Van Vuuren, C.L., Wachter, G.G. (2019)5 and Veenstra conducted a study to examine the association between obesity and mental health problems among adolescents and to determine if victimization plays a mediating role. The data used in this study is self reported data , objectively measured body mass index data was used which was obtained from three cohorts. This paper concludes that being overweight or obese is significantly associated with mental health problems in adolescents and that being a victim of bullying plays a role in this association.

Chang SH, Pollack LM, Colditz GA (2013)6 conducted a study to examine the relationship between the years of life lost and ORD’s (Obesity related diseases) in non-smoking adults living in the United States. Obesity was classified into class I, class II and class III. The study found that adults who belonged to overweight and class I obese classifications had lower mortality rates, while adults who belonged to underweight, class II and III obese classifications had higher mortality rates than normal-weight people, other things being equal.

Firth J, Gangwisch JE, Borisini A, Wootton RE and Mayer EA (2020)7 examined the relationship between a person’s diet and their mood or mental health. The study found that adherence to a healthy or Mediterranean diet which consists of a high consumption of fruits, vegetables, nuts and legumes; moderate consumption of poultry and dairy products and an occasional consumption of red meat is associated with a reduced risk of depression.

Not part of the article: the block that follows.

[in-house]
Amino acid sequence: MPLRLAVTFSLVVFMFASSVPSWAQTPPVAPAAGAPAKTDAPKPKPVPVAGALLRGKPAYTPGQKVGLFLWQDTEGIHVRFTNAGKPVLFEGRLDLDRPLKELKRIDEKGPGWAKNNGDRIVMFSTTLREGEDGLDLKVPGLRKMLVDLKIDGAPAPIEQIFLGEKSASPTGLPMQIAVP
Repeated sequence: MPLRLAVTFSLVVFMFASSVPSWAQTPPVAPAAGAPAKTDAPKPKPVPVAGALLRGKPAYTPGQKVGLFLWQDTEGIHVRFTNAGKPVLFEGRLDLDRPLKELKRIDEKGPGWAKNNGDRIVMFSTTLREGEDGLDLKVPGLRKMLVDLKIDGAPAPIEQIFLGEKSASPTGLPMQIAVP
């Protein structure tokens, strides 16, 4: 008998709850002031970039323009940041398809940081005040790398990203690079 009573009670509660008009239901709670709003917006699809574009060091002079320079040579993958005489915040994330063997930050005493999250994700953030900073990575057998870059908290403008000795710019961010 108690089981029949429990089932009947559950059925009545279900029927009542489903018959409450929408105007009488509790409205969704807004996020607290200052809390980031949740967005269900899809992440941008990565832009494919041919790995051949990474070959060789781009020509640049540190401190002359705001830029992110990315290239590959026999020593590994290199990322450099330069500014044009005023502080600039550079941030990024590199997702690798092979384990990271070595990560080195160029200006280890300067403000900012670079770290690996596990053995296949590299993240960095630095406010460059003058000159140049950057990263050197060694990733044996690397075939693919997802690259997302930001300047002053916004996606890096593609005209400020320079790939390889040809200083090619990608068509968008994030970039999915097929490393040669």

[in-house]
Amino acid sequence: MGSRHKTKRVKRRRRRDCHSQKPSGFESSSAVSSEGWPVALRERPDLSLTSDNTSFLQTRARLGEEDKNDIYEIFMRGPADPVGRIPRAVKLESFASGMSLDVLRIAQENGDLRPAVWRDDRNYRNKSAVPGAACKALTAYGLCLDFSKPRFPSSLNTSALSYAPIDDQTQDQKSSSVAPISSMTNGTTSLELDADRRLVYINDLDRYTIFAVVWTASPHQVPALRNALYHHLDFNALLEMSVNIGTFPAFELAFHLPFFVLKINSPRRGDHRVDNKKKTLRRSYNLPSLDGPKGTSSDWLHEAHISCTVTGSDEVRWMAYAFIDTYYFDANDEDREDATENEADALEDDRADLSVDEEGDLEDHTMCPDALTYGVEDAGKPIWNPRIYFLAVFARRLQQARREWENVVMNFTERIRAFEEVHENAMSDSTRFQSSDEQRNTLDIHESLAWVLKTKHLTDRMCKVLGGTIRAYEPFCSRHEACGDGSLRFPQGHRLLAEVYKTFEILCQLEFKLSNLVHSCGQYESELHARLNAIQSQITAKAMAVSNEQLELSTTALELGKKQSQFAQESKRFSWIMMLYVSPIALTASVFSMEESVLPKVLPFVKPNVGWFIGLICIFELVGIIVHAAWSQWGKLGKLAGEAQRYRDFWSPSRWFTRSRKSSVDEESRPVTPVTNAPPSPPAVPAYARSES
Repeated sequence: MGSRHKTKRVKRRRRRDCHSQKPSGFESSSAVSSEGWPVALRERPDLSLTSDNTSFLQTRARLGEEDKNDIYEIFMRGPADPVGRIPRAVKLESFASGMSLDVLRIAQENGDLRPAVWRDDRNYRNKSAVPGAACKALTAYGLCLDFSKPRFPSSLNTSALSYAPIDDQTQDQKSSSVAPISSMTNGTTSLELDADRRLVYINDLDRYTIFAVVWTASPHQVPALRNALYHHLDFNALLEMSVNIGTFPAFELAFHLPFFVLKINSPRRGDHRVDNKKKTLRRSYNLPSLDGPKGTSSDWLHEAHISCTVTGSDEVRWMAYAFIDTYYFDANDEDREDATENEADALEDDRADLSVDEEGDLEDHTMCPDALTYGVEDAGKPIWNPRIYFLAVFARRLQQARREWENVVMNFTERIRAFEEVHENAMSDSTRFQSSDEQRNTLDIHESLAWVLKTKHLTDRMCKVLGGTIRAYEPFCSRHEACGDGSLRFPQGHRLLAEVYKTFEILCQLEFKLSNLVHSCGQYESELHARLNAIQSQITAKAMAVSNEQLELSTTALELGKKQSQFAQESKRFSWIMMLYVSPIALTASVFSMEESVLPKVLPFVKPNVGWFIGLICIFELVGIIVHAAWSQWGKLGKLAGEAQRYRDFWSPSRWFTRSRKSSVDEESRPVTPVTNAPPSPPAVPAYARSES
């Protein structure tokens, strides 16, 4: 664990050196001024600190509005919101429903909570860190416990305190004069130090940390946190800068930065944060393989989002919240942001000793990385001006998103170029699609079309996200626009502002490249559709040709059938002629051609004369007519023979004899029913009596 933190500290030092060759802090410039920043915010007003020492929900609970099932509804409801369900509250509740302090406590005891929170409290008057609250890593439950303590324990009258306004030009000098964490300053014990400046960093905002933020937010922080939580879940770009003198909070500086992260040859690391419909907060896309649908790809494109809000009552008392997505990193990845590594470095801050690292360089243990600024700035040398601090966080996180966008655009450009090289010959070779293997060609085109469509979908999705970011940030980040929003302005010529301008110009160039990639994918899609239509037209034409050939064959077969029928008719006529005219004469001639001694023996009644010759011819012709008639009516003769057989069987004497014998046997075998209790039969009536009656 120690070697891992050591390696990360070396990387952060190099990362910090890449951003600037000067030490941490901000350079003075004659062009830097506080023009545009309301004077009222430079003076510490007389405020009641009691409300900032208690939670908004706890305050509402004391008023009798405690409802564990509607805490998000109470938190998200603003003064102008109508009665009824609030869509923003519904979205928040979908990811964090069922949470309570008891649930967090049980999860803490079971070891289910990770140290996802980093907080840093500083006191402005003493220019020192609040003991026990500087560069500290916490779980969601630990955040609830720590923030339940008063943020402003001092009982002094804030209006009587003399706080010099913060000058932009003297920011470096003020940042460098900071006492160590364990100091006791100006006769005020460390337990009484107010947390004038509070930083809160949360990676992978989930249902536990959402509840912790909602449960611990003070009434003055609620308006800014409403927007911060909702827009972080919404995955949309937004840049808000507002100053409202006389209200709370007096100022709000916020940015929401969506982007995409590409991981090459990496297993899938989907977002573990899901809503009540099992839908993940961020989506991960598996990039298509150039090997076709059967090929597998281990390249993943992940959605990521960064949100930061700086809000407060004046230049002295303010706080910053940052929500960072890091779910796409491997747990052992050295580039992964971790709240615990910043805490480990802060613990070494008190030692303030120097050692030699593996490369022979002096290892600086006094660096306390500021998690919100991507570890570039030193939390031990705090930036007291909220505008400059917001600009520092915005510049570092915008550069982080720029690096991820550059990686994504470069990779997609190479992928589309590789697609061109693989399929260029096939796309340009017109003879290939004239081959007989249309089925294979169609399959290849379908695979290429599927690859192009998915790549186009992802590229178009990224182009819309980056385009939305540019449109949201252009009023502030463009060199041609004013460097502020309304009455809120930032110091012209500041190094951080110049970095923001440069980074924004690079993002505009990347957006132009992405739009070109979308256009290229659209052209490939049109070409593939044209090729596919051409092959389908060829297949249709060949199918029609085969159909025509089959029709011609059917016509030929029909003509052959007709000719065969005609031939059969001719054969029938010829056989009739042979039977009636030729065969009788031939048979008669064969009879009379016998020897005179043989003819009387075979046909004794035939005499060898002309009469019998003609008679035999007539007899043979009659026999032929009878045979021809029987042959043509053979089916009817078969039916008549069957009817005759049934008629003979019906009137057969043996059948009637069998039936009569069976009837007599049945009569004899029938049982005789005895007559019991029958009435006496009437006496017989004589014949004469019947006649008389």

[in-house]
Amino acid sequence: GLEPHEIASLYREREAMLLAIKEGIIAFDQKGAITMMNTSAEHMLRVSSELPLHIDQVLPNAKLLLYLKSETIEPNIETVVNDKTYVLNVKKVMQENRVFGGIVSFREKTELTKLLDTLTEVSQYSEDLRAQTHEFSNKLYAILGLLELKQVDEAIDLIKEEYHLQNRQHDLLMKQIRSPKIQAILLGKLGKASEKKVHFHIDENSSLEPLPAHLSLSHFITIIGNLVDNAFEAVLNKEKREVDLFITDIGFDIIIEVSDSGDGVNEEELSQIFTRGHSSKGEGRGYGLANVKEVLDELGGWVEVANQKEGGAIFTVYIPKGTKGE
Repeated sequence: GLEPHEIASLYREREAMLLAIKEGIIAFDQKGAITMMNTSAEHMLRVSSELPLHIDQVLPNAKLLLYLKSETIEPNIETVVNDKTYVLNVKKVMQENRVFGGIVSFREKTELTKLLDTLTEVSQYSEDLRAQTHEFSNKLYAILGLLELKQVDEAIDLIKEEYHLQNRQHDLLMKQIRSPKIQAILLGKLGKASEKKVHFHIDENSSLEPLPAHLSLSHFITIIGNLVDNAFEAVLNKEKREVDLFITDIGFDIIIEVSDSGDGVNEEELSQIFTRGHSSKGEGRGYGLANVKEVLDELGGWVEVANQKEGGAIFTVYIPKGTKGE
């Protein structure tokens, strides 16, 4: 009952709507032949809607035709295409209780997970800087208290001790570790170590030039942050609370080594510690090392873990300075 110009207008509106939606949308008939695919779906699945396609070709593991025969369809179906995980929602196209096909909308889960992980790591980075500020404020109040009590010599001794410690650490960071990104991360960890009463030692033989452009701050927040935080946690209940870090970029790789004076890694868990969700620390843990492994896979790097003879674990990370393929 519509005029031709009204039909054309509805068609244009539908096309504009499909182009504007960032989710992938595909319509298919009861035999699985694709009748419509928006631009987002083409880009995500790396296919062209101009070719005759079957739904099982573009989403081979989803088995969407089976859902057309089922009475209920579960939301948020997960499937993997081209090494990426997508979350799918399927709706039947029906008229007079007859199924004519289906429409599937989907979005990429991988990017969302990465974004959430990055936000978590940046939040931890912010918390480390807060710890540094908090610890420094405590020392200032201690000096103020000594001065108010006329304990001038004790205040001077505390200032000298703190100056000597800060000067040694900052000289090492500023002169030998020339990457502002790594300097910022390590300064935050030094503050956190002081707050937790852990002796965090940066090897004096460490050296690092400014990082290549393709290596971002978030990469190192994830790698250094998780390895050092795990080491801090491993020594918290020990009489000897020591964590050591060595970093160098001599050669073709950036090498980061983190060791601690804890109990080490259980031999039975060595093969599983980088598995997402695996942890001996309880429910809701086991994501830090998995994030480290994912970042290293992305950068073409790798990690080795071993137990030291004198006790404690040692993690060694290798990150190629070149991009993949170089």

Harris MA (2018)8 analyzed data from a large representative sample size and examined the relationship between physical inactivity and mental wellbeing. The analysis revealed a substantial and statistically significant difference between participants who reported 0?days of physical activity in the previous week, compared to those who reported all other activity levels. There was a statistically significant increase in mental wellbeing from baseline (pre-intervention) to follow-up (post-intervention). Furthermore, the increase in mental wellbeing was significantly greater for those reported 0?days of physical activity pre-intervention when compared to all other activity groups. Additionally, a positive correlation was found between change in physical activity and change in mental wellbeing from baseline to follow-up.

Janssen I, Carson V, Lee IM, Katzmarzyk PT and Blair SN (2013)9 examined the relationship between leisure time physical activity and Years of life gained in the United States. The study used data from the National Health and Nutrition Examination Survey, National Health Interview Study mortality linkage, and US Life Tables. Meeting the physically active guideline of 150 minutes per week of moderate to vigorous physical activity potentially increases life expectancy by 1.3 to 5.5 years.